Britain: Health and the People (Medicine)

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  • Created on: 21-02-18 17:38

Medical progress

Medieval Islam made great contributions to medical knowledge and valued the medcial knowlege of the ancient Greek and Roman world.

Avicenna wrote the Canon of Medicine which became a standard European medical textbook.

Muslim scientist found new drugs and treatements. 

Muslim medical scholars, like Rhazes and Ibn al- Nafis, were critical of soem ancient learning.

Dissection for learning was banned.

Medieval dissesctions were to demonstrate that Galen was right.

Medieval surgery was often learnt on the battlefield. 

Some surgeons experimented with new ideas.

John of Ardenne was the most famous English surgeon of the time. 

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Public health in the Middle Ages

The hygiene in Medieval towns was poor.

Medieval town councils passed laws to improve cleanliness but could not enforce them.

Rivers were used for drinking waterr as well as waste removal.

Hygiene in monasteries and abbeys was better.

Conditions in monasteries were better because of their wealth, isolation and knowlege about hygiene.  

Epidemics like the Black Death flourished in the unhealthy conditions of the town. 

The Black Death killed half of Europe's population.

People at the time thought it was a punishment from God and had no effective remedy.

For those who survived there were great social and economic impacts. 

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The impact of the Renaissance on Britain

The Renaissance was a movement that questioned old accepted ideas. 

Printing was very important for spreading ideas.

Vesalius dissected human bodies himslef and made and recorded his dicoveries which showed how Galen was wrong. 

Vesalius' work was quickly copied by others such as Thomas Geminus in England. 

Pare developed new surgical techniques. 

Harvey used scientific methods to dicover the circulation of the blood but the ideas met much opposition.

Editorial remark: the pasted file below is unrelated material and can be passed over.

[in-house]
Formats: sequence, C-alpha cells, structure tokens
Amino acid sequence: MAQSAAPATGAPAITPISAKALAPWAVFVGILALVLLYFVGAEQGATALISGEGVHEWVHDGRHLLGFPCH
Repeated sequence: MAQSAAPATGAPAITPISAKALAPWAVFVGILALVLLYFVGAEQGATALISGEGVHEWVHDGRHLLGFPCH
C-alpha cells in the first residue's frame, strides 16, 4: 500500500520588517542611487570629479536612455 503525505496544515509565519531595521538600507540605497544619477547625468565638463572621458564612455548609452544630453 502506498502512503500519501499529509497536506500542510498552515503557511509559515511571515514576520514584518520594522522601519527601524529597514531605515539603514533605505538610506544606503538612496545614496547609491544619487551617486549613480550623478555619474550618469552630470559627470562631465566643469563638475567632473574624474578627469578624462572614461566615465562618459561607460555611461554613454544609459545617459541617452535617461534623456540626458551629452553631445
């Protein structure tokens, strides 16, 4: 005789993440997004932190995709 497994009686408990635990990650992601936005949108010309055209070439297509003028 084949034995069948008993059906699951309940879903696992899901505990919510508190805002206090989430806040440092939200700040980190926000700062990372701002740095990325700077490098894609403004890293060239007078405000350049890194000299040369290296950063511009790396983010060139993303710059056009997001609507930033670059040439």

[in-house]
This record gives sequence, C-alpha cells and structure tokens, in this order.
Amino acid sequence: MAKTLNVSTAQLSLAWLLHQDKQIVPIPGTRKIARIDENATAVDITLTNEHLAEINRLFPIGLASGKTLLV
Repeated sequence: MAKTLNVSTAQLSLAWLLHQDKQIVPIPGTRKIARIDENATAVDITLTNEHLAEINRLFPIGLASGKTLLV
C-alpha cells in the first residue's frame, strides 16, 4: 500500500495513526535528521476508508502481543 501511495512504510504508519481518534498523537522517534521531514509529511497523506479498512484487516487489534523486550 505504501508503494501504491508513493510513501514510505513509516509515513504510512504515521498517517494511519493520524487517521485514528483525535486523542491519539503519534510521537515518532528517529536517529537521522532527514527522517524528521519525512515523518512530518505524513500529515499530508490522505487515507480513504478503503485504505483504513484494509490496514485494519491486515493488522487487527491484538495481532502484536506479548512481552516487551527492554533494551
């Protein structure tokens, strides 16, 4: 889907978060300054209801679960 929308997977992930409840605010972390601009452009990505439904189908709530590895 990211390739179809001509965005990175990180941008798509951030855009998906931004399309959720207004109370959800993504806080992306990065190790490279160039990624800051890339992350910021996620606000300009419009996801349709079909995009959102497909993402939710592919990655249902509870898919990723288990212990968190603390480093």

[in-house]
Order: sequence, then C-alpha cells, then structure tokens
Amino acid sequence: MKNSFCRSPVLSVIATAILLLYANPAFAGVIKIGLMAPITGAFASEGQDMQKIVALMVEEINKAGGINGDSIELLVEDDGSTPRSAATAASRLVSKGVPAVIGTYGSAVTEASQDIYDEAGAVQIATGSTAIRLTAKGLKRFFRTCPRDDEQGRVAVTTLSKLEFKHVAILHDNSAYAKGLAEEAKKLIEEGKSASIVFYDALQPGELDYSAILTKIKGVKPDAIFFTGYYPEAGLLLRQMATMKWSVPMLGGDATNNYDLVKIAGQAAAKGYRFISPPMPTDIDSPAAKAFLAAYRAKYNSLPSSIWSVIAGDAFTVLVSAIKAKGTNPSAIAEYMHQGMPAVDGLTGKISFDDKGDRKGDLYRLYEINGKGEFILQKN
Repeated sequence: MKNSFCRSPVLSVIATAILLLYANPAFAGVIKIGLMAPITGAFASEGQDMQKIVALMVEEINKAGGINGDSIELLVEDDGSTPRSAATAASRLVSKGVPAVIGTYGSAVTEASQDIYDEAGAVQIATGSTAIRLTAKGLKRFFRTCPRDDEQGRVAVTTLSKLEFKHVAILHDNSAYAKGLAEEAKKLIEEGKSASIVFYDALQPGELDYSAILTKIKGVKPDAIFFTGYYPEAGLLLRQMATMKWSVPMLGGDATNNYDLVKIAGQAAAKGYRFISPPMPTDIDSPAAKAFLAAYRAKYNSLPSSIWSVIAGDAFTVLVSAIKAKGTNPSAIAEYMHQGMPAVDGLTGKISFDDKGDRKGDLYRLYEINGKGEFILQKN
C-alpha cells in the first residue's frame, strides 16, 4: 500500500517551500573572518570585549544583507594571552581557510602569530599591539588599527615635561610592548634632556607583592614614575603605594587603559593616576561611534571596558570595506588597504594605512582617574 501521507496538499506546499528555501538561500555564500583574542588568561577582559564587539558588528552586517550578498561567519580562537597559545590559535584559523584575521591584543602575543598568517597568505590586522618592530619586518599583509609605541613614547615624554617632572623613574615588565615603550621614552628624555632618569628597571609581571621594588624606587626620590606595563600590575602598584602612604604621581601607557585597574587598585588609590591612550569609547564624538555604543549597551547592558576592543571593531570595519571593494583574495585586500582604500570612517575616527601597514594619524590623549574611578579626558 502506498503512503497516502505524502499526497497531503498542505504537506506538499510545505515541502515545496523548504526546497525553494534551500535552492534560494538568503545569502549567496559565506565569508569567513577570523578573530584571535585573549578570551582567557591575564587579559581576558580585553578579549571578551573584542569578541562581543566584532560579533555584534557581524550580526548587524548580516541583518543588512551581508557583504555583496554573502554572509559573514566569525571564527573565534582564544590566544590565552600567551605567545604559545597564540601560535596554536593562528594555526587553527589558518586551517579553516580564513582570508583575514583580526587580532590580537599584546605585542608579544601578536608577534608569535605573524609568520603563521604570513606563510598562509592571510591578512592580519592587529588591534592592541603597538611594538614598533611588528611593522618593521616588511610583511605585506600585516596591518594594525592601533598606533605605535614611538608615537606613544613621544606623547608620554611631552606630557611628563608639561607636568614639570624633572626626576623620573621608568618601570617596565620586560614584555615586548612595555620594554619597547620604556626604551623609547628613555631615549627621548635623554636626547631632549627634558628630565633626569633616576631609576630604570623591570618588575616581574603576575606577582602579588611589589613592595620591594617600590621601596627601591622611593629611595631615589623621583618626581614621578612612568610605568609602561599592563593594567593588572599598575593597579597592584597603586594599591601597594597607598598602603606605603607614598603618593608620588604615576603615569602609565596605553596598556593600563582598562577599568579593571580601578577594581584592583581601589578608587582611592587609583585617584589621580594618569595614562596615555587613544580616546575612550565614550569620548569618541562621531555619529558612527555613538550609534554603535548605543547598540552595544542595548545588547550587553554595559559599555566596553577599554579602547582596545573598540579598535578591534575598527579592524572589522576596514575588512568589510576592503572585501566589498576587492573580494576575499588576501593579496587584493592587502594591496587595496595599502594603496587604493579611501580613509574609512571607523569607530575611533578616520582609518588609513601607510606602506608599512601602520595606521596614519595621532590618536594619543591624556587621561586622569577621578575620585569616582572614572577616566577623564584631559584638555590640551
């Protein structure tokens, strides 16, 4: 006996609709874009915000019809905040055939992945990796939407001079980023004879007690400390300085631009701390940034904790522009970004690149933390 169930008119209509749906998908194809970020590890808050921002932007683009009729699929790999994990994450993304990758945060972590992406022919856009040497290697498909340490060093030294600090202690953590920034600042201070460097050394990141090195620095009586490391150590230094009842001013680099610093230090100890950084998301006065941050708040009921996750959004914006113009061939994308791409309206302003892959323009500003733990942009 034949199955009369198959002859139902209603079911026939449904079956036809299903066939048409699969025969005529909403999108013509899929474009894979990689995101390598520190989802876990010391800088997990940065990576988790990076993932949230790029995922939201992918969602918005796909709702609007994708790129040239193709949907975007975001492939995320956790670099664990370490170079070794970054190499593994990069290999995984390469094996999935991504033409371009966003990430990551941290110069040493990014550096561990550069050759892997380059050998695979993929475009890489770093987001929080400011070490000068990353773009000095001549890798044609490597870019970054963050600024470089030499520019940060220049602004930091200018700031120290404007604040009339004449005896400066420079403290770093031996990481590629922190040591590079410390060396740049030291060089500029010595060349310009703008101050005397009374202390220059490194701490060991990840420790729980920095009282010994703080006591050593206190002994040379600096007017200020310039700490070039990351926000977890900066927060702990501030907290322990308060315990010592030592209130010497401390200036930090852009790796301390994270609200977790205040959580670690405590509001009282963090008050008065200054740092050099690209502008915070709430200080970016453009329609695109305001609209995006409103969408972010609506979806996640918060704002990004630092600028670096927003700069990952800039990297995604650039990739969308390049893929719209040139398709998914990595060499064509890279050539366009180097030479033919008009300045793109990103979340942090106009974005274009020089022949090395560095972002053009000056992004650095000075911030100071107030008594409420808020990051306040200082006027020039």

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Dealing with disease

Treatments in the 17th and 18th century were a mixture of traditional and new, more scientific, treatments.

In dealing with the Great Plague some of the measures taken would have helped but people were still no nearer explaining the epidemic.

Hospitals in the 18th century were better organised and directed at curing rather than simply caring for sick peple.

Some hospitals were specialised and doctors could train at them. 

Jjohn Hunter founded a scientific approach to surgery.

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Prevention of disease

Smallpx was the biggest killer of the 18th century.

Inoculation was the usual way to prevent smallpox, but it carried risks. 

Jenner tested whether cowpox vacination was better way to prvent smallpox. 

Cowpox vacination worked, but when Jenner pusblished his findings in 1798 there was opposition.  

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Advances in medical science in 19th century Britai

In 1800, there was no effective pain relief during surgery. Surgeons had to operate quickly.

In 1847, James Simpson found an effective safe anaesthetic- chloroform.

Opposition to the use of anaesthetics was overcome when Queen Victoria used it in childbrith. 

The risk of infection from surgery remained until Louis Pasteur's Germ Theory was accepted.

Joseph Lister publish Germ Theory through his use of carbolic acid to kill bacteria during surgery. 

Many doctors did not accept that germs caused disease: they thought germs were the product of disease and occured throgh spontaneous generation.